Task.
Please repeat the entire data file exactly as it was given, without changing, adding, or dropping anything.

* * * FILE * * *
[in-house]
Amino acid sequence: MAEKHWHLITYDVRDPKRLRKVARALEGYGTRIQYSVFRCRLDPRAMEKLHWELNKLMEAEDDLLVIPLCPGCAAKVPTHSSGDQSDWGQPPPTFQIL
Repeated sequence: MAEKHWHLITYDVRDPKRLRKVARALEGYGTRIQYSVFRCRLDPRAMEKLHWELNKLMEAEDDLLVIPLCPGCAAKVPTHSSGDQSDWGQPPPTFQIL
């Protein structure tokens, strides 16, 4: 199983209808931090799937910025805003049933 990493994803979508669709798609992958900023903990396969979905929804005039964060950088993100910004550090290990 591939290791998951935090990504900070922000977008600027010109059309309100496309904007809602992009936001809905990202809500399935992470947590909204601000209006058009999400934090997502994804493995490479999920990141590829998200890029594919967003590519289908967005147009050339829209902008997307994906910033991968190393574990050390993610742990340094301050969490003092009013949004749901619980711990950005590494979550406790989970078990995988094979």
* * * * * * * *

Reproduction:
[in-house]
Amino acid sequence: MAEKHWHLITYDVRDPKRLRKVARALEGYGTRIQYSVFRCRLDPRAMEKLHWELNKLMEAEDDLLVIPLCPGCAAKVPTHSSGDQSDWGQPPPTFQIL
Repeated sequence: MAEKHWHLITYDVRDPKRLRKVARALEGYGTRIQYSVFRCRLDPRAMEKLHWELNKLMEAEDDLLVIPLCPGCAAKVPTHSSGDQSDWGQPPPTFQIL
């Protein structure tokens, strides 16, 4: 199983209808931090799937910025805003049933 990493994803979508669709798609992958900023903990396969979905929804005039964060950088993100910004550090290990 591939290791998951935090990504900070922000977008600027010109059309309100496309904007809602992009936001809905990202809500399935992470947590909204601000209006058009999400934090997502994804493995490479999920990141590829998200890029594919967003590519289908967005147009050339829209902008997307994906910033991968190393574990050390993610742990340094301050969490003092009013949004749901619980711990950005590494979550406790989970078990995988094979």